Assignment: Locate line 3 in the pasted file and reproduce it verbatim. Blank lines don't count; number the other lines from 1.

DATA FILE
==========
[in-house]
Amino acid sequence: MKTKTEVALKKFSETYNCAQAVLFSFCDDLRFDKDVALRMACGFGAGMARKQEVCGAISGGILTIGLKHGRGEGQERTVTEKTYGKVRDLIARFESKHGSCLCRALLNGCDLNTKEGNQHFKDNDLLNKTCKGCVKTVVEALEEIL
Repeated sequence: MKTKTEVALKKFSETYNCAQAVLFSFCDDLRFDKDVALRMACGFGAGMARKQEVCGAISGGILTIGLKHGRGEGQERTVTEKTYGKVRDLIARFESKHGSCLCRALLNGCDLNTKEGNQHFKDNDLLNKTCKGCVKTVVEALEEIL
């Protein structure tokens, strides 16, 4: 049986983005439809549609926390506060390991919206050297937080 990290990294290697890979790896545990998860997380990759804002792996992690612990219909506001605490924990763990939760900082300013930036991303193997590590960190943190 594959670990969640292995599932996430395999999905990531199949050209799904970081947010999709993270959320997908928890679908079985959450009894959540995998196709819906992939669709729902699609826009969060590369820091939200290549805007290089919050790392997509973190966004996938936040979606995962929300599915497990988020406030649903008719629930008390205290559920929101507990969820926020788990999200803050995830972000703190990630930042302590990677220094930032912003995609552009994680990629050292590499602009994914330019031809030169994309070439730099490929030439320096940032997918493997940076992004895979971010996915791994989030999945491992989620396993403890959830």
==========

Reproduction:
Repeated sequence: MKTKTEVALKKFSETYNCAQAVLFSFCDDLRFDKDVALRMACGFGAGMARKQEVCGAISGGILTIGLKHGRGEGQERTVTEKTYGKVRDLIARFESKHGSCLCRALLNGCDLNTKEGNQHFKDNDLLNKTCKGCVKTVVEALEEIL